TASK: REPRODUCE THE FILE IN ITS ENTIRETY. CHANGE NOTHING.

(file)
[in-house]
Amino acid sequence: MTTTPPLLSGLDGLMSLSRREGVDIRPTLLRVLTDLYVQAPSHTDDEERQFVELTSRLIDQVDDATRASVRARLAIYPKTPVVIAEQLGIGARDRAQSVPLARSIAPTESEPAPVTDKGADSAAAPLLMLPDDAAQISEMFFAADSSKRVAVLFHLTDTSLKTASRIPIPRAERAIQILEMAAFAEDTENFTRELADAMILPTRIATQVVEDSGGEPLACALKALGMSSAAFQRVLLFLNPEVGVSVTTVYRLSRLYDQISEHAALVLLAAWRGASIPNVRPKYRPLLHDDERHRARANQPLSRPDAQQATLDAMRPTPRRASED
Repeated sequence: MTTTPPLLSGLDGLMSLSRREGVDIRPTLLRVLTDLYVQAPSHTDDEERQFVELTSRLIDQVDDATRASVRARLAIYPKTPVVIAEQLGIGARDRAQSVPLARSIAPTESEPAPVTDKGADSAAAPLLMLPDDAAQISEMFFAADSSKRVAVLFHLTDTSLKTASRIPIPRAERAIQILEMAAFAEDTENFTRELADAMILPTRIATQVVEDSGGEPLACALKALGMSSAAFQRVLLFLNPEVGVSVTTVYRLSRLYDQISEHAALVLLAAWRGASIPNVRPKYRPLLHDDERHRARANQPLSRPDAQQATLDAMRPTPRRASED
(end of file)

[in-house]
Amino acid sequence: MTTTPPLLSGLDGLMSLSRREGVDIRPTLLRVLTDLYVQAPSHTDDEERQFVELTSRLIDQVDDATRASVRARLAIYPKTPVVIAEQLGIGARDRAQSVPLARSIAPTESEPAPVTDKGADSAAAPLLMLPDDAAQISEMFFAADSSKRVAVLFHLTDTSLKTASRIPIPRAERAIQILEMAAFAEDTENFTRELADAMILPTRIATQVVEDSGGEPLACALKALGMSSAAFQRVLLFLNPEVGVSVTTVYRLSRLYDQISEHAALVLLAAWRGASIPNVRPKYRPLLHDDERHRARANQPLSRPDAQQATLDAMRPTPRRASED
Repeated sequence: MTTTPPLLSGLDGLMSLSRREGVDIRPTLLRVLTDLYVQAPSHTDDEERQFVELTSRLIDQVDDATRASVRARLAIYPKTPVVIAEQLGIGARDRAQSVPLARSIAPTESEPAPVTDKGADSAAAPLLMLPDDAAQISEMFFAADSSKRVAVLFHLTDTSLKTASRIPIPRAERAIQILEMAAFAEDTENFTRELADAMILPTRIATQVVEDSGGEPLACALKALGMSSAAFQRVLLFLNPEVGVSVTTVYRLSRLYDQISEHAALVLLAAWRGASIPNVRPKYRPLLHDDERHRARANQPLSRPDAQQATLDAMRPTPRRASED